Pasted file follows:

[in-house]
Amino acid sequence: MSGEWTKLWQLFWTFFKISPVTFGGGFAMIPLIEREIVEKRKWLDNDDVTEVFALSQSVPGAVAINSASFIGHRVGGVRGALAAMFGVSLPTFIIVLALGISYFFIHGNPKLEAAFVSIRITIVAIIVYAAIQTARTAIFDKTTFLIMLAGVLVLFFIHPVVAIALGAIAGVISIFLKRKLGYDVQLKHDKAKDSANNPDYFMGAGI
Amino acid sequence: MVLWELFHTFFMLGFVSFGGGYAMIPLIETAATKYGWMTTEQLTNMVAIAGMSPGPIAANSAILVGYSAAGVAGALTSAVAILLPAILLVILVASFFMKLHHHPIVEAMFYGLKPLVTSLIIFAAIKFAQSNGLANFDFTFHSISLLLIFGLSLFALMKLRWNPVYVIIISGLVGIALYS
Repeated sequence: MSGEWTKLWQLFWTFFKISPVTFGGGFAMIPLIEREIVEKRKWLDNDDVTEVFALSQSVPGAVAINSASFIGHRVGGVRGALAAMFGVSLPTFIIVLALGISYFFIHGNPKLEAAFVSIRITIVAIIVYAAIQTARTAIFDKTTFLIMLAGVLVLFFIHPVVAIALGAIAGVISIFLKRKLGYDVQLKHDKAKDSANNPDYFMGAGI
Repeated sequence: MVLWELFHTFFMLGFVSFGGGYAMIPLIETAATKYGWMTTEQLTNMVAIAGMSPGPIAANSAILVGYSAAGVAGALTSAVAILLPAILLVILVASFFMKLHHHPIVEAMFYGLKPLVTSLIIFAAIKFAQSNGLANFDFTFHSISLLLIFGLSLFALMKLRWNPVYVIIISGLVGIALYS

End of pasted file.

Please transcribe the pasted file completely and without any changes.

[in-house]
Amino acid sequence: MSGEWTKLWQLFWTFFKISPVTFGGGFAMIPLIEREIVEKRKWLDNDDVTEVFALSQSVPGAVAINSASFIGHRVGGVRGALAAMFGVSLPTFIIVLALGISYFFIHGNPKLEAAFVSIRITIVAIIVYAAIQTARTAIFDKTTFLIMLAGVLVLFFIHPVVAIALGAIAGVISIFLKRKLGYDVQLKHDKAKDSANNPDYFMGAGI
Amino acid sequence: MVLWELFHTFFMLGFVSFGGGYAMIPLIETAATKYGWMTTEQLTNMVAIAGMSPGPIAANSAILVGYSAAGVAGALTSAVAILLPAILLVILVASFFMKLHHHPIVEAMFYGLKPLVTSLIIFAAIKFAQSNGLANFDFTFHSISLLLIFGLSLFALMKLRWNPVYVIIISGLVGIALYS
Repeated sequence: MSGEWTKLWQLFWTFFKISPVTFGGGFAMIPLIEREIVEKRKWLDNDDVTEVFALSQSVPGAVAINSASFIGHRVGGVRGALAAMFGVSLPTFIIVLALGISYFFIHGNPKLEAAFVSIRITIVAIIVYAAIQTARTAIFDKTTFLIMLAGVLVLFFIHPVVAIALGAIAGVISIFLKRKLGYDVQLKHDKAKDSANNPDYFMGAGI
Repeated sequence: MVLWELFHTFFMLGFVSFGGGYAMIPLIETAATKYGWMTTEQLTNMVAIAGMSPGPIAANSAILVGYSAAGVAGALTSAVAILLPAILLVILVASFFMKLHHHPIVEAMFYGLKPLVTSLIIFAAIKFAQSNGLANFDFTFHSISLLLIFGLSLFALMKLRWNPVYVIIISGLVGIALYS